Tingle, Rebecca

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TINGLE, Rebecca


Born in UT; married Bryce Tingle (an attorney); children: Miranda, Afton. Education: University of Utah, B.A.; Brigham Young University, M.A.; attended Oxford University.


Home—Calgary, Alberta, Canada. Agent—Kraas Literary Agency, 13514 Winter Creek Ct., Houston, TX 77077.


Writer. Ballet West, Salt Lake City, UT, former ballerina; Brigham Young University, Provo, UT, member of admissions committee.



The Edge on the Sword, Putnam (New York, NY), 2001.

Far Traveler, Putnam (New York, NY), 2005.


The Edge on the Sword was adapted for audiocassette, read by Emily Gray, Recorded Books, 2002.


Immersed in the English past while attending Oxford University as a Rhodes Scholar in Old English literature, Rebecca Tingle has since incorporated her understanding of British history into her fictional works for young adults, which include the novels The Edge on the Sword and Far Traveler. Critics have acknowledged Tingle's works for their historical accuracy as well as for the author's ability to engage readers through her mastery of plot development. She is also credited with possessing a knack for creating empathetic characters, many of whom are strong young women. In her first novel, The Edge on the Sword, Tingle spins a fictional account of Æthelflaed, the Anglo-Saxon queen who conquered the Danes in ninth-century England. Kliatt reviewer Sally M. Tibbetts commented that The Edge on the Sword is "an exciting look into medieval history, women's role and life choices, military strategies and the constant strife that was part of life." Continuing her story in Far Traveler, Tingle continues her saga by centering on Æthelflaed's daughter, Æfwyn.

In reviewing The Edge on the Sword, a Publishers Weekly contributor noted that "medieval history buffs will be enthralled" by the book. In the novel, fifteen-year-old Æthelflaed—the eldest daughter of King Alfred—submits to a political betrothal to King Ethelred, a man nearly twice her age. The impending marriage of Æthelflaed and Ethelred also symbolizes a union between northern and southern England, and the young bride-to-be now finds herself in an influential position. In an effort to protect his daughter from threats to her life, King Alfred appoints Red as a bodyguard to protect the young woman until her marriage. After the wedding, Æthelflaed first rebels against Red and yearns for her independence, but the young woman eventually develops into the leader she is meant to become. School Library Journal critic Starr E. Smith claimed that Tingle's "story is filled with exciting action, interesting characters, and convincing historical details of the late ninth-century that bring life to this distant and violent time in Britain." In a similar fashion, Sally Estes commented in Booklist that the author's "research is obvious, and her graceful, tightly plotted narrative is steeped in a tangible sense of time and place—of the culture as well as the unrest, danger, and violence."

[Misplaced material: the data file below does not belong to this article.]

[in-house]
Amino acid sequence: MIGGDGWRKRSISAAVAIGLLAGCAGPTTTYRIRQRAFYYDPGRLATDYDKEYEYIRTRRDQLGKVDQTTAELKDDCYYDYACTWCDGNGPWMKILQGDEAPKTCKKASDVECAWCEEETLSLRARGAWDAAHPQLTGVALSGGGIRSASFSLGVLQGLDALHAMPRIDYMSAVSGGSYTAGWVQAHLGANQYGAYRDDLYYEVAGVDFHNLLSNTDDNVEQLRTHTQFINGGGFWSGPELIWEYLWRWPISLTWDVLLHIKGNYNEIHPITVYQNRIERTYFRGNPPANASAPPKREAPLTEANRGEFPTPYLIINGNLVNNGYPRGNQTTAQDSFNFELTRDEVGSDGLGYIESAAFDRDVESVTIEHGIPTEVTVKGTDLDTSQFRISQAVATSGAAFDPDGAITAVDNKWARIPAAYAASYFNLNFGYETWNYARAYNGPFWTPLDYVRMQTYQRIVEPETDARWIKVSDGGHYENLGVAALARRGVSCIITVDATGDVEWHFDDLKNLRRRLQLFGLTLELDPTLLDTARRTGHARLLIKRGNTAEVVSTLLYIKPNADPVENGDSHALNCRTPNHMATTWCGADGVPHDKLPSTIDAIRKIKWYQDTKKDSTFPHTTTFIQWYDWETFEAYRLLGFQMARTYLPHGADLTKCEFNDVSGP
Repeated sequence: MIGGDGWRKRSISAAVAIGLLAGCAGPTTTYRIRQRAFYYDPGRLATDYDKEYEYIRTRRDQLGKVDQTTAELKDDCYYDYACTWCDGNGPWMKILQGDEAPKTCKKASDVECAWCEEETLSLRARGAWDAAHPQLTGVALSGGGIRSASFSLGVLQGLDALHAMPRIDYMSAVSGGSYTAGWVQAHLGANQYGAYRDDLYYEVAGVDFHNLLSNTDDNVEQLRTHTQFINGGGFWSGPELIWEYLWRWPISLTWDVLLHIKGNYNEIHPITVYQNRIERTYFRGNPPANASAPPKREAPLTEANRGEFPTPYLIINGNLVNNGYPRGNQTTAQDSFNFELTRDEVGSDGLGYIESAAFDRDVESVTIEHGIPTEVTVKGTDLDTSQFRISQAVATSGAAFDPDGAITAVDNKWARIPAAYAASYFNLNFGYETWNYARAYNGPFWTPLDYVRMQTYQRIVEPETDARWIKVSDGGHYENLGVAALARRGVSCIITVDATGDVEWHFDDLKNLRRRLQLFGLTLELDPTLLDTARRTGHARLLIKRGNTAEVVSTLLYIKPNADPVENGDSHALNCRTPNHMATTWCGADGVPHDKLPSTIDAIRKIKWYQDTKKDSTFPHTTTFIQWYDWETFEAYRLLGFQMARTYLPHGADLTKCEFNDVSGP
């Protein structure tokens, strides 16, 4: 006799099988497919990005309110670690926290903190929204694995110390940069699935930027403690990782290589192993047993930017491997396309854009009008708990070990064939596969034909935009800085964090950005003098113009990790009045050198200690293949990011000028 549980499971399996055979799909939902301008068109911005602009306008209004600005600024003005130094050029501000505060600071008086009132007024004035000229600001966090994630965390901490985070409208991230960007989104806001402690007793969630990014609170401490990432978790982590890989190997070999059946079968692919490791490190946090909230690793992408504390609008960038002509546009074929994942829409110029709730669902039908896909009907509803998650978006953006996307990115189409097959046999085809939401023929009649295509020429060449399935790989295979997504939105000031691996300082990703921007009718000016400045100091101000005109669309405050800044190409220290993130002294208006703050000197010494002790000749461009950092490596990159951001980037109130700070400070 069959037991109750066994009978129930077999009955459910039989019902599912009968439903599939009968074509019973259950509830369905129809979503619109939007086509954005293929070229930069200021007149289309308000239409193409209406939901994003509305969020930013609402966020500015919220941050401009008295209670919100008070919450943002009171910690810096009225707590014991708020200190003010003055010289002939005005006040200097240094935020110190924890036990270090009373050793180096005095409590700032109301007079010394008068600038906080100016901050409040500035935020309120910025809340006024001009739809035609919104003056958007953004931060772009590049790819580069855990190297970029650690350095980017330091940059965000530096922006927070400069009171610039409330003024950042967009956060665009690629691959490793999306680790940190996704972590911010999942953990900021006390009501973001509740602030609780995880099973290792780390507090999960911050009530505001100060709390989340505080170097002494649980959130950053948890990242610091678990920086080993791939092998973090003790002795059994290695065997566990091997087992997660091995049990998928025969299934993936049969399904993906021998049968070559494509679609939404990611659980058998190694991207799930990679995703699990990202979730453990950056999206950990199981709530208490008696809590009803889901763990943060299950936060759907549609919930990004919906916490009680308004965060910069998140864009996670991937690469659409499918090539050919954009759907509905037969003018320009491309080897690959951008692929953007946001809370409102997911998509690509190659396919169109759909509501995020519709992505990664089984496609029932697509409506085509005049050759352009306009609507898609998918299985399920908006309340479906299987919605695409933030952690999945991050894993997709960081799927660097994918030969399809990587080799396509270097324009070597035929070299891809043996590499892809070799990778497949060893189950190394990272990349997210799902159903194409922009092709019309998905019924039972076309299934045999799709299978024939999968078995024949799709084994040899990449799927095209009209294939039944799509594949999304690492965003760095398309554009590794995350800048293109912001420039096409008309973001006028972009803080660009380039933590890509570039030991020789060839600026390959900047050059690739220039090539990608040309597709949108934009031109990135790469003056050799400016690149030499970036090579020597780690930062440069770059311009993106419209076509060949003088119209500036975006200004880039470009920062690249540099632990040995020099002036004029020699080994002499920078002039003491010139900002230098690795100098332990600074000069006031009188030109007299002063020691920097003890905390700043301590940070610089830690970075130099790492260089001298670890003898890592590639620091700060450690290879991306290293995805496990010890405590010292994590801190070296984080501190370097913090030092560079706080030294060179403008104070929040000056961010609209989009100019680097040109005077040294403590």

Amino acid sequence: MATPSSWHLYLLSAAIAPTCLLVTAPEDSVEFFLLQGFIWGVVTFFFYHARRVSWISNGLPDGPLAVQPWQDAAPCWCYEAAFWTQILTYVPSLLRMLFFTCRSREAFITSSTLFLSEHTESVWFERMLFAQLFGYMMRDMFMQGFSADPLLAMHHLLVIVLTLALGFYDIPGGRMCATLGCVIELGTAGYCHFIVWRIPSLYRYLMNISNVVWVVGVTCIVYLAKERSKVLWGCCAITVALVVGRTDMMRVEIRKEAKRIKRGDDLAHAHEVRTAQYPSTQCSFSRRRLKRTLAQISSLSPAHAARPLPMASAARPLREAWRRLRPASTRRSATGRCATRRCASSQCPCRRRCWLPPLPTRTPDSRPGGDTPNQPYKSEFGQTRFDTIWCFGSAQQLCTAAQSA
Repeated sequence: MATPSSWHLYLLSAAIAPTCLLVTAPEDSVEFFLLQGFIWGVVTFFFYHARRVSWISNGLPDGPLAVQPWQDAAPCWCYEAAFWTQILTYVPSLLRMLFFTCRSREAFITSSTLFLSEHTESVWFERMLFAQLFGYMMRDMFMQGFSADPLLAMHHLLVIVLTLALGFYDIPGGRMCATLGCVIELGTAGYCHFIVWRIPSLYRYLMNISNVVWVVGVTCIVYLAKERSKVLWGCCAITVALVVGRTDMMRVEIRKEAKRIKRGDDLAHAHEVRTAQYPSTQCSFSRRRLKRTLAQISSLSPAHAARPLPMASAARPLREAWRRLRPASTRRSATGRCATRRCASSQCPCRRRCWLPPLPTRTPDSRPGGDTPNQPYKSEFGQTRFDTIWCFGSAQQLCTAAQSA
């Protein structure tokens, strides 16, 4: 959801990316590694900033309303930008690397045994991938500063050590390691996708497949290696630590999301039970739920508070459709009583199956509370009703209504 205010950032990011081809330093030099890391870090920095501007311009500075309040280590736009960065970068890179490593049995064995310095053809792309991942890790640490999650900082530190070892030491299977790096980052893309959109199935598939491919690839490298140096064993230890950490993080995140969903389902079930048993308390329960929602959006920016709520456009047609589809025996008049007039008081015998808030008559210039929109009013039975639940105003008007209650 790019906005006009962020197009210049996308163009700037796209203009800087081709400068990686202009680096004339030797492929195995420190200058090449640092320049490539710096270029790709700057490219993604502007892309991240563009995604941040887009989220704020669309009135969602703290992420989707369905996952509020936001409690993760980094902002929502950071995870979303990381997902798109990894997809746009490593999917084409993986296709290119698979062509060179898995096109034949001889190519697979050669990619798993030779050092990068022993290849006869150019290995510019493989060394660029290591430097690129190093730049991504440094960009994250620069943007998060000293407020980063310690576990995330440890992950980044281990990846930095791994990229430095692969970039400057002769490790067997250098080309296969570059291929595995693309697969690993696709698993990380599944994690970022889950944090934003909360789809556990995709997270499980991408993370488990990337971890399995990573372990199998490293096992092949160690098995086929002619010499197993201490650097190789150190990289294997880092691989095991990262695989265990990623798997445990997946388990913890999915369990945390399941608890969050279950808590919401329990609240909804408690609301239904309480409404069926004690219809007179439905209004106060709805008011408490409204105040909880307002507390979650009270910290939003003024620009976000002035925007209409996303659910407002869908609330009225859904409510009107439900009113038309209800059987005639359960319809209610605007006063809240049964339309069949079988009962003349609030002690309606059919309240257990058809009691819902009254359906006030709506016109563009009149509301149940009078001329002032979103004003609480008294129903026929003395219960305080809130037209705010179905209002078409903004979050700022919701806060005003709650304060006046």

With Far Traveler Tingle centers her focus on Ælfwyn, the daughter of Queen Æthelflaed. Ælfwyn is a bookish and shy sixteen-year-old, very unlike her mother who was renowned for her prowess in battle and in politics. Ælfwyn's inner strength is put to the test when her mother dies suddenly, leaving the teen alone to fend against an uncle who demands that she marry or enter a convent. Ælfwyn rebels against her uncle by disguising herself as a boy and running away. Later, she finds herself forced to choose between a new life and the security of her family. A Kirkus Reviews contributor, in a critique of Far Traveler, noted that "Tingle wears her erudition lightly, yet every detail… rings absolutely authentic. More importantly, her characters think and act like real Anglo-Saxons, rather than moderns in fancy dress." Ginny Gustin, reviewing the novel for School Library Journal, regarded Far Traveler as a "compelling novel … filled with well-researched details, an action-packed plot, and well-drawn and sympathetic characters."



Booklist, April 15, 2001, Sally Estes, review of The Edge on the Sword, p. 1551.

Kliatt, July, 2002, Sally M. Tibbetts, review of The Edge on the Sword, p. 50.

Kirkus Reviews, February 15, 2005, review of Far Traveler, p. 236.

Publishers Weekly, July 2, 2002, review of The Edge on the Sword, p. 77.

School Library Journal, July, 2001, Starr E. Smith, review of The Edge on the Sword, p. 114; February, 2005, review of Far Traveler, p. 142.


Penguin Group Web site,http://www.penguingroup.com/ (October 6, 2006), "Rebecca Tingle."*